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Tuesday, September 08, 2009

No members day again tomorrow


Parliament is going into urgency because it has some bills to pass. In other words for no particular reason but convenience. Not everyone is happy about it, because the bills that are being looked at are not of an urgent nature. As a result there will be no members day tomorrow, again and two fewer bills to deal with,.If they put parliament in to urgency after members day that wouldn't suit because then the members wouldnt have a weekend.

But sacrificing members day so often hardly sounds like democracy in action. But most people wont care - they've never heard of members day.

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The review of the law parliamentary intent on smacking


The Government has announced the terms of reference for policies and procedures used by Police and CYFS in implementing parliamentary intent on smacking offences. You can read about it here.The terms of reference:
To review New Zealand Police and Child, Youth and Family policies and procedures, including the referral process between the two agencies, in order to identify any changes that are necessary or desirable in the interest of ensuring that:
1. good parents are treated as Parliament intended under the Crimes (Substituted Section 59) Amendment Act 2007.
2. provisions of the law (both criminal and under the Children, Young Persons, and Their Families Act 1989) are applied to those who abuse children.
So, child abusers are to be treated with reference to the ( already existing for years) law, and smacking investigations will be reviewed with reference to parliamentary intent. This is a review of policies and procedures in line with parliamentary intent, based on data surveyed by the MSD CEO and police commissioner, who head the departments that have drafted up the procedures and have preparing the data for the review. Joining them is No voter Nigel Latta (and the Public Address people are NOT impressed at all with that). Latta has said that he doesnt support smacking parents being subject to criminal prosecution or investigation.

The government does not want to see parents criminalised, nor does it believe the act intends for this to occur. But acts of parliament don't have " intent" - Parliament does and the terms of reference conflate the two because the government doesn't want to give the appearance that the wording of the Act does not state parliaments intent. "Parliamentary intent" was not passed, an Act of Parliament was. That is why it is not a review of the law.

Latta can be as free and independent as he wants to - and agree with the departmental heads because he is looking at the data, which has no reference to his views on the law. If their report - due December 1 - comments on the law, it will be with reference to parliamentary intent. So the law is working well as parliament intended. Furthermore the report will note that police and CYFS procedures are also working well - because nobody is being prosecuted in court for light smacking. So no substantive changes will necessary

Latta is also not talking to lobbyists or the media about the review. He says:
I wish to announce that I have just appointed my cat, Jerry, as my new Chief Press Secretary. Please direct all media inquiries to him.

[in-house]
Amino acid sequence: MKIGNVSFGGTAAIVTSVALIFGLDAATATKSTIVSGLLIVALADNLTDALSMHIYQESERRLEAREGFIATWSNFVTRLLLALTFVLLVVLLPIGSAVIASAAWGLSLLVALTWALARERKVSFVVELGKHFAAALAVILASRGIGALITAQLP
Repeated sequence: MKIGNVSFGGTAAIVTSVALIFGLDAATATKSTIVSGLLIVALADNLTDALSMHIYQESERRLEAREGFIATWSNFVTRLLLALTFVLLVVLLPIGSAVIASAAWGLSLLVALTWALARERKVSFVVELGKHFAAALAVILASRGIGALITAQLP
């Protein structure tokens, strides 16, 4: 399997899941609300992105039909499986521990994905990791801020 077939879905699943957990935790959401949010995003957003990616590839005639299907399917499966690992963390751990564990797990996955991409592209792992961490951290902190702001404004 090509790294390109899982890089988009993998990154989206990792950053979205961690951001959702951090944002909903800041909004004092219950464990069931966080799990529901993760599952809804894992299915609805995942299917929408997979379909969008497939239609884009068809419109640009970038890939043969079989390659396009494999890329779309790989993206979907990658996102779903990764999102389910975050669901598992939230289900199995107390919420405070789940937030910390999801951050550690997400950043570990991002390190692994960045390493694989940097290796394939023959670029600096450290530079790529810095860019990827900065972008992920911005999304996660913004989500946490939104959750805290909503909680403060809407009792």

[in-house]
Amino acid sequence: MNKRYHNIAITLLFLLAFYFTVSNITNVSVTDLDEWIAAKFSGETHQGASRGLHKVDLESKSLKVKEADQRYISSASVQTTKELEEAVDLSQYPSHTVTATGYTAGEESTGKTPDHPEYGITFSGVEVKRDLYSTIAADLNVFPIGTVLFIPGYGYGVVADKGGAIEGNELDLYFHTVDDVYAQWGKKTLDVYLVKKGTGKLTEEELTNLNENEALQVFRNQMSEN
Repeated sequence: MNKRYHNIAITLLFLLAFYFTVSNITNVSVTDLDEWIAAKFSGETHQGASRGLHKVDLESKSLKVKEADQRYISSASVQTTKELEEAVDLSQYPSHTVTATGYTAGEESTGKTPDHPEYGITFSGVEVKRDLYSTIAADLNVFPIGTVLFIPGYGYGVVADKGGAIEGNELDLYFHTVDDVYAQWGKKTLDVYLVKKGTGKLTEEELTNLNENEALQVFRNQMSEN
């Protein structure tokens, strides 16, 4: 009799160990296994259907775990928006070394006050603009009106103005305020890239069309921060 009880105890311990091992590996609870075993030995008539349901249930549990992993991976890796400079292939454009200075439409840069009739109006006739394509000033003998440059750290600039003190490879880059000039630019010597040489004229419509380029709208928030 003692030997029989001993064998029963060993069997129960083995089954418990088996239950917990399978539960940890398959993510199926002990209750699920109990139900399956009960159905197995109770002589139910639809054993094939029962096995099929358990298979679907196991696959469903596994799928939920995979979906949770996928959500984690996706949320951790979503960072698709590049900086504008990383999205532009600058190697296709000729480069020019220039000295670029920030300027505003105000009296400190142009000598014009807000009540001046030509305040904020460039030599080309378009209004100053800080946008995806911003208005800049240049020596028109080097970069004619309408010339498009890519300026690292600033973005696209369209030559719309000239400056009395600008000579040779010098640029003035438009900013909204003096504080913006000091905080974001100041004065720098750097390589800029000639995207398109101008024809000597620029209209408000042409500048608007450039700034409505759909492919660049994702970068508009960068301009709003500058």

Well at least he has a sense of humour.And he drinks lots of coffee, which is good.

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Monday, September 07, 2009

Keith Ng is owned


I have been following the very public spat between Keith Ng and the new website Gotcha, featuring Whale Oil and (for about five minutes) Catcus Kate. In brief, Ng decided to investigate the Gotcha site, and said it was hosted in Belize. Catcus Kate was a bit pissed off about that so she changed one of her Belize companies to Keith Ng Limited and you can click on the image to enlarge the details of the change.

Gives new meaning to "arranging one's affairs".

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Horrors!!!!


From today, consider Big News a blog on the left of the political spectrum. Left of centre at least but sliding leftwards fast. Change your blogrolls, people. Take me off the list of the VRWC.

The governments referendum on MMP will be binding with 51% of the vote. It wants to have it at the election to secure a higher vote, so as to get the mandate.It looks like the two stage referendum is done in such a way that we won't even know what the options for the second stage are before we have completed the first vote. I might have to have to vote Labour at the next election, as a protest vote to National.

This electoral system referendum is the main reason I did not vote National (not that I would have voted for them anyway).

If Labour is supportive of MMP, I`m backing Labour. For the first time ever [although I may reconsider if they do silly things like this ]. National's John Key's preference for the electoral system is Supplementary Member (SM) which most have never heard of and probably won't get the opportunity to understand should it be an option in the second referendum. If we ever get First Past the Post, I`ll have to vote for a Labour candidate for the first time in my life to make my vote count - and even then it will only count if Peter Dunne retires or if I move out of the electorate.

If anyone wants to campaign for a fair and representative electoral system, this blog will gladly promote that campaign. I'm sick and tired of National acting like we have a First Past the Post electoral system - but wanting to govern with primarily middle class older white men under that unrepresentative electoral system.